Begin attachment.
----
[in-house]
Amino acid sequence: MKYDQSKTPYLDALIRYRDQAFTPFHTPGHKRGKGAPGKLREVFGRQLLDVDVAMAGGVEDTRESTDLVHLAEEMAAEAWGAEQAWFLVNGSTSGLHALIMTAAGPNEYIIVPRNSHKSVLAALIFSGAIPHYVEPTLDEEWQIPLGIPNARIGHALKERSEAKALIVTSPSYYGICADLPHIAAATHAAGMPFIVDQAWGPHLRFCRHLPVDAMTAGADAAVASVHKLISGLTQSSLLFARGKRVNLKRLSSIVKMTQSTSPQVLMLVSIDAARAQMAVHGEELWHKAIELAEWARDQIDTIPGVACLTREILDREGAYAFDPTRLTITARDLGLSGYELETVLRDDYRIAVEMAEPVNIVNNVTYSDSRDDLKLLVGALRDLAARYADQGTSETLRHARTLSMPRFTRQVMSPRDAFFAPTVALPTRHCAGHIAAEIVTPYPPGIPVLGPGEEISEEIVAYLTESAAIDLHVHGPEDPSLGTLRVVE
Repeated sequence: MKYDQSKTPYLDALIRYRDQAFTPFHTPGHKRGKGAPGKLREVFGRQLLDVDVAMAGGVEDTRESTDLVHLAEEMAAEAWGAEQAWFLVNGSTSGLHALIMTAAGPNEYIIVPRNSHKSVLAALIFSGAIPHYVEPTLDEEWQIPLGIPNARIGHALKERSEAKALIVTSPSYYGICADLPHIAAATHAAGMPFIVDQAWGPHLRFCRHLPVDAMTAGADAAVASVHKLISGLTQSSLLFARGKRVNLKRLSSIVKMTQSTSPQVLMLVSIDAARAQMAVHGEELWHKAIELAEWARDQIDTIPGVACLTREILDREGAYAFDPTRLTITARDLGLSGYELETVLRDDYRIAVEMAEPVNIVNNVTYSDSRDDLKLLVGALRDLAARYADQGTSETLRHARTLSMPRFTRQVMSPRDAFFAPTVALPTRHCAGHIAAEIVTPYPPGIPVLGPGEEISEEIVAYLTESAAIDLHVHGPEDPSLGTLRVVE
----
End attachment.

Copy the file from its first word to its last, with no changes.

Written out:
[in-house]
Amino acid sequence: MKYDQSKTPYLDALIRYRDQAFTPFHTPGHKRGKGAPGKLREVFGRQLLDVDVAMAGGVEDTRESTDLVHLAEEMAAEAWGAEQAWFLVNGSTSGLHALIMTAAGPNEYIIVPRNSHKSVLAALIFSGAIPHYVEPTLDEEWQIPLGIPNARIGHALKERSEAKALIVTSPSYYGICADLPHIAAATHAAGMPFIVDQAWGPHLRFCRHLPVDAMTAGADAAVASVHKLISGLTQSSLLFARGKRVNLKRLSSIVKMTQSTSPQVLMLVSIDAARAQMAVHGEELWHKAIELAEWARDQIDTIPGVACLTREILDREGAYAFDPTRLTITARDLGLSGYELETVLRDDYRIAVEMAEPVNIVNNVTYSDSRDDLKLLVGALRDLAARYADQGTSETLRHARTLSMPRFTRQVMSPRDAFFAPTVALPTRHCAGHIAAEIVTPYPPGIPVLGPGEEISEEIVAYLTESAAIDLHVHGPEDPSLGTLRVVE
Repeated sequence: MKYDQSKTPYLDALIRYRDQAFTPFHTPGHKRGKGAPGKLREVFGRQLLDVDVAMAGGVEDTRESTDLVHLAEEMAAEAWGAEQAWFLVNGSTSGLHALIMTAAGPNEYIIVPRNSHKSVLAALIFSGAIPHYVEPTLDEEWQIPLGIPNARIGHALKERSEAKALIVTSPSYYGICADLPHIAAATHAAGMPFIVDQAWGPHLRFCRHLPVDAMTAGADAAVASVHKLISGLTQSSLLFARGKRVNLKRLSSIVKMTQSTSPQVLMLVSIDAARAQMAVHGEELWHKAIELAEWARDQIDTIPGVACLTREILDREGAYAFDPTRLTITARDLGLSGYELETVLRDDYRIAVEMAEPVNIVNNVTYSDSRDDLKLLVGALRDLAARYADQGTSETLRHARTLSMPRFTRQVMSPRDAFFAPTVALPTRHCAGHIAAEIVTPYPPGIPVLGPGEEISEEIVAYLTESAAIDLHVHGPEDPSLGTLRVVE